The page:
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@fredemmott fredemmott released this May 31, 2019

This class wraps a value inside an object - this can be useful to get byref-like semantics. For example:

$total = C\count($jobs);
$done = new Ref(0);
concurrent {
  await Vec\map_async(
    $jobs,
    async $job ==> {
      try {
        return await handle_job_async($job);
      } finally {
        // As `$done` is an object, the changes persist outside of this scope;
        // if `$done` were an integer, `$done++` would only modify a copy of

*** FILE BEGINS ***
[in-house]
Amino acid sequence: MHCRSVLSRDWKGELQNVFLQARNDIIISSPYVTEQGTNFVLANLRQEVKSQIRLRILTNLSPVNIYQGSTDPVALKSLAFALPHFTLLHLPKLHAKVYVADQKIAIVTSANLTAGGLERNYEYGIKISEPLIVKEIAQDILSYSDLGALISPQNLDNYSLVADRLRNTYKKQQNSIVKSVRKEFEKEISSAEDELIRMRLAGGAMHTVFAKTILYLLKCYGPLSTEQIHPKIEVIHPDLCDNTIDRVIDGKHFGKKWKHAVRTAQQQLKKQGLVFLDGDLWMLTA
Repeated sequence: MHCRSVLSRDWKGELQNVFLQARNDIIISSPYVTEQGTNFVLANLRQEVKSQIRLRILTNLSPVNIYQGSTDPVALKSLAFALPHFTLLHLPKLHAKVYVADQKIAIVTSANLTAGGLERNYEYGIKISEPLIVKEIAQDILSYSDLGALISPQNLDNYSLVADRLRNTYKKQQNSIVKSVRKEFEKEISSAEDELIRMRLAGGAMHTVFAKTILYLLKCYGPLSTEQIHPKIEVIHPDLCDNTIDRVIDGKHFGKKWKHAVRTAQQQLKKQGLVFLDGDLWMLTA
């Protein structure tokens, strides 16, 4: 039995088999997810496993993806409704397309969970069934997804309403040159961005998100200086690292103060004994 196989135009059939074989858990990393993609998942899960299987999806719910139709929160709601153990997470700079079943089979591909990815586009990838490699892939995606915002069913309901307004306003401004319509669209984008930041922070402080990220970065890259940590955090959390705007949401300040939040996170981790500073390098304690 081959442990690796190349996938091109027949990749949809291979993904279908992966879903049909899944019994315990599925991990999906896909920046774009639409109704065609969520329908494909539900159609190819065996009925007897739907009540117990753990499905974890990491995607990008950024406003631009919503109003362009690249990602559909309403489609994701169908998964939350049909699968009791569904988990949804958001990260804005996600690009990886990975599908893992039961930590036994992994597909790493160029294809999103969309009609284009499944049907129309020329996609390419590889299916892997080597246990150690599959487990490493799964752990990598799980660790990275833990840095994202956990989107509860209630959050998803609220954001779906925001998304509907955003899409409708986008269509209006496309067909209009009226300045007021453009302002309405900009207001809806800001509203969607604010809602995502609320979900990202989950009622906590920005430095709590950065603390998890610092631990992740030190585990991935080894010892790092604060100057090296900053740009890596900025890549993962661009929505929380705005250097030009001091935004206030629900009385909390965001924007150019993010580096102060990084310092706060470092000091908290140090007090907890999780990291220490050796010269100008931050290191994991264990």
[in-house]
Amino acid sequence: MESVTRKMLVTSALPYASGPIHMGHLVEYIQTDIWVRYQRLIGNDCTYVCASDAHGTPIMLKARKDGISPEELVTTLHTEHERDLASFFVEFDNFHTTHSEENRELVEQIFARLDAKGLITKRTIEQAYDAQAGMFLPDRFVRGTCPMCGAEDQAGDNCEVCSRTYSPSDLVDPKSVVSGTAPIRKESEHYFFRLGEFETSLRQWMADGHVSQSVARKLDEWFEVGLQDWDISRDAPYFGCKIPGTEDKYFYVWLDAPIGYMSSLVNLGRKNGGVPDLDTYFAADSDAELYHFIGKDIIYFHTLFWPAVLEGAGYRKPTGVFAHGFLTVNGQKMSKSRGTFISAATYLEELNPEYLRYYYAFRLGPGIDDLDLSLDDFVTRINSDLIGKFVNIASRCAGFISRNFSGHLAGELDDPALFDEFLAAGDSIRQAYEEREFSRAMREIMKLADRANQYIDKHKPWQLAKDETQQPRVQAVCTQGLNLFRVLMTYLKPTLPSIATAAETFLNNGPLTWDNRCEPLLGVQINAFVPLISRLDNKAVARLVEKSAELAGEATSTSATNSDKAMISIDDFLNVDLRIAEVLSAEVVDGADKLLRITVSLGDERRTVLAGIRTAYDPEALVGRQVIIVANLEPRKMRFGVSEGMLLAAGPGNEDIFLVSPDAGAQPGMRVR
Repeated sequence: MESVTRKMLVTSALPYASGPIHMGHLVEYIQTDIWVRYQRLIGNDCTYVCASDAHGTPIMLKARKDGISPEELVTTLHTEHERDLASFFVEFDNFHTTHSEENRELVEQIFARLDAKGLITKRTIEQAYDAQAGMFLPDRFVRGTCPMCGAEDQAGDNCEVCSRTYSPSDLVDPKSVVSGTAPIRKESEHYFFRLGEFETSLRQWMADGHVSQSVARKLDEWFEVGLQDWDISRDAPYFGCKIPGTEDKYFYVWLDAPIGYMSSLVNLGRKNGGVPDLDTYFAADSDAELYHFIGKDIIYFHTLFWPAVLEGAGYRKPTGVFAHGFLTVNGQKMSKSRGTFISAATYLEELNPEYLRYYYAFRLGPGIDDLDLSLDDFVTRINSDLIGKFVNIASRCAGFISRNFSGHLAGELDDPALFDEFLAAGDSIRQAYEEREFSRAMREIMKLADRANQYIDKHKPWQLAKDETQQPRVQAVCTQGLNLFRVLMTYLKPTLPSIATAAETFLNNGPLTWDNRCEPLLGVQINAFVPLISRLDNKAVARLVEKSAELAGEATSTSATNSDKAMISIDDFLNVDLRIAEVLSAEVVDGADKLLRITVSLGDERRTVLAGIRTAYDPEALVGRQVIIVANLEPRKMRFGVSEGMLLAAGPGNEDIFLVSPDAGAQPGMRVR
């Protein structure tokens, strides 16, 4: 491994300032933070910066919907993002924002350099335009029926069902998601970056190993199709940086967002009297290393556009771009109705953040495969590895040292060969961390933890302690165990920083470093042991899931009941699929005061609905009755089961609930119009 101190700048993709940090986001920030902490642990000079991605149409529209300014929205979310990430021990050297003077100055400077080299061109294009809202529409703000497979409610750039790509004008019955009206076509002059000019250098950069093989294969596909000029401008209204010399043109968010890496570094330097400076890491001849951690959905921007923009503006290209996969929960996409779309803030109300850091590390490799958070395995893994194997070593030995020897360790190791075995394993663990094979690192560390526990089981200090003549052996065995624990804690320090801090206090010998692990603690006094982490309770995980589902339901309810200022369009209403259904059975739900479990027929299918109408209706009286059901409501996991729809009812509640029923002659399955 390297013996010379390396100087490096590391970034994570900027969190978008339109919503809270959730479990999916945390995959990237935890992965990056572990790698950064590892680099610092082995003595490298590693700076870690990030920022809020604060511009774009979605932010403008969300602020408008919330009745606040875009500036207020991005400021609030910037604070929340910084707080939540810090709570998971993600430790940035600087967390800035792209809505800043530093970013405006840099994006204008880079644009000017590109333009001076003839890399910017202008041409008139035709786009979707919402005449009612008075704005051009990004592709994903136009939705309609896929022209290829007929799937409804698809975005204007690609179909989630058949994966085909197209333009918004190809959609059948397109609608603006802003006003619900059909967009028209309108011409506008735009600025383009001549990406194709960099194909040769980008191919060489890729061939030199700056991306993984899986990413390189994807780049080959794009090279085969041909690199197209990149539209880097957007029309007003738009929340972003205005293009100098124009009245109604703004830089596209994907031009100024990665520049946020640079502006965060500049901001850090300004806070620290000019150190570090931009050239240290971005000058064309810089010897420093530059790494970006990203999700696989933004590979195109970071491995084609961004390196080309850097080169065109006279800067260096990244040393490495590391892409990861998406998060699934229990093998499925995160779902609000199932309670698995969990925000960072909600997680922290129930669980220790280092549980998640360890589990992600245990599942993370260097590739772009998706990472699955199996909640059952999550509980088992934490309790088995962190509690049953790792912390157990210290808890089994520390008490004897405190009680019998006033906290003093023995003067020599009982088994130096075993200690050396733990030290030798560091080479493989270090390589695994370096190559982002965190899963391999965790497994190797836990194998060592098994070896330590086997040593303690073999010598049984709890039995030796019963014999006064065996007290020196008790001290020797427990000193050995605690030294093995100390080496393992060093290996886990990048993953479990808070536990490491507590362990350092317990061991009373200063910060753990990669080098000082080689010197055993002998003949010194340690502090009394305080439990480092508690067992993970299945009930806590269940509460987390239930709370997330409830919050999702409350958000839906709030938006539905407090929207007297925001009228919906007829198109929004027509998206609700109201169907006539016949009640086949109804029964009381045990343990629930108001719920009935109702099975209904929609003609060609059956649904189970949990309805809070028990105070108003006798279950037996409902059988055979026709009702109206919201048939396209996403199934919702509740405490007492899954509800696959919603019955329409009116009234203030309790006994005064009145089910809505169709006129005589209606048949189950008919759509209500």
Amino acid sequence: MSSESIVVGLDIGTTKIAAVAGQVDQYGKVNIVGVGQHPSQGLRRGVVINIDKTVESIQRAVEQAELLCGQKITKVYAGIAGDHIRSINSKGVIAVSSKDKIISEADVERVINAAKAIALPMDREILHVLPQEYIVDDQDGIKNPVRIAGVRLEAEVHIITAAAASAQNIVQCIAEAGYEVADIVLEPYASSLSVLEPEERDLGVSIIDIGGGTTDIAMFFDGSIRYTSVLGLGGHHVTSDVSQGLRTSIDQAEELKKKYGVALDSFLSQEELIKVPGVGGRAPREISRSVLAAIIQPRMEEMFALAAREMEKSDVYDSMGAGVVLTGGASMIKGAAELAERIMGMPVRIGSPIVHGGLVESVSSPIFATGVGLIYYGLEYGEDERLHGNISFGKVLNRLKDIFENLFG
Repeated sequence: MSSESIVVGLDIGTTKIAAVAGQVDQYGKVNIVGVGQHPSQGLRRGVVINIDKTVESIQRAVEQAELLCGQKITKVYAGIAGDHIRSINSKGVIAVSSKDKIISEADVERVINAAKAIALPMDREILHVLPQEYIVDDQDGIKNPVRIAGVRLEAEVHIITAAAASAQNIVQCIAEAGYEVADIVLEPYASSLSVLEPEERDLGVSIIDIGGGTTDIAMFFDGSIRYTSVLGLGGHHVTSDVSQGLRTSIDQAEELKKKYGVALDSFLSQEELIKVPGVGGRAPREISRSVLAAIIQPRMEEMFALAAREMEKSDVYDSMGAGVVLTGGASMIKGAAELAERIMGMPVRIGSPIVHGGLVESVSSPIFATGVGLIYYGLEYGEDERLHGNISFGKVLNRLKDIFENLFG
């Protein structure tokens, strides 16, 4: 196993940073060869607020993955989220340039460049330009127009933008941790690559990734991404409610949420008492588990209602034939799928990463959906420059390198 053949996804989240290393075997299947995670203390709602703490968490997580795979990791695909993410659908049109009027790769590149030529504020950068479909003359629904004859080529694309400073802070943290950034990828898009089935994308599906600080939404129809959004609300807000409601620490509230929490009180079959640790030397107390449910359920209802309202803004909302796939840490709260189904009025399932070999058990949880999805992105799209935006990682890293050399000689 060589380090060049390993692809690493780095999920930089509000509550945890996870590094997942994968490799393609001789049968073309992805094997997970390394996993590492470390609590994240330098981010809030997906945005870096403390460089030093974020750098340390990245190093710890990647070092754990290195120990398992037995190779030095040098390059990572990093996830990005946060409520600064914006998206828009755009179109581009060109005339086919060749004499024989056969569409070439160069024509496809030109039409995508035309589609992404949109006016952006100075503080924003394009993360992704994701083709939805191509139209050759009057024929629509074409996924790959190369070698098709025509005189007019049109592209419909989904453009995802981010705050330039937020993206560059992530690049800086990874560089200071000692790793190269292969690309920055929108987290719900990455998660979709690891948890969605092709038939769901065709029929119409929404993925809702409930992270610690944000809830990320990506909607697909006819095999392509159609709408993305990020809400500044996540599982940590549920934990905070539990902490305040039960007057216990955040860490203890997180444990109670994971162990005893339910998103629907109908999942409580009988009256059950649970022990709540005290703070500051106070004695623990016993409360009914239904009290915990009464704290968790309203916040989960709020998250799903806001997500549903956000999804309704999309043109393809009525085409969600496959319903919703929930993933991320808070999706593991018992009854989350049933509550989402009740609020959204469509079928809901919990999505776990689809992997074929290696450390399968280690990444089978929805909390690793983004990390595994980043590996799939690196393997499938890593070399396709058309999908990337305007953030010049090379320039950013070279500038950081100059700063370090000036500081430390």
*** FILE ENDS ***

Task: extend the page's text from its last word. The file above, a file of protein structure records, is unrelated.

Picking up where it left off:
// the local within the lambda scope.
        $done->value++;
      }
    },
  );
  await async {
    while($done->value < $total) {
      await \HH\Asio\usleep(1000 * 1000);
      await IO\request_output()->writeAsync(
        Str\format("Progress: %d/%d\n", $done->value, $total)
      );
    }
  };
};

It is usually best to refactor to avoid this class; for example:

  • use inout parameters
  • return values from lambdas instead of mutating values from inside lamdas
  • use C\reduce() or C\reduce_with_key() if a Ref is being used as an accumulator

There are cases like the above where Ref is the cleanest solution; you may also find Ref<vec<T>> to be preferable to Vector<T>, in order to use a consistent API and be more explicit about when a function is likely to mutate a container.

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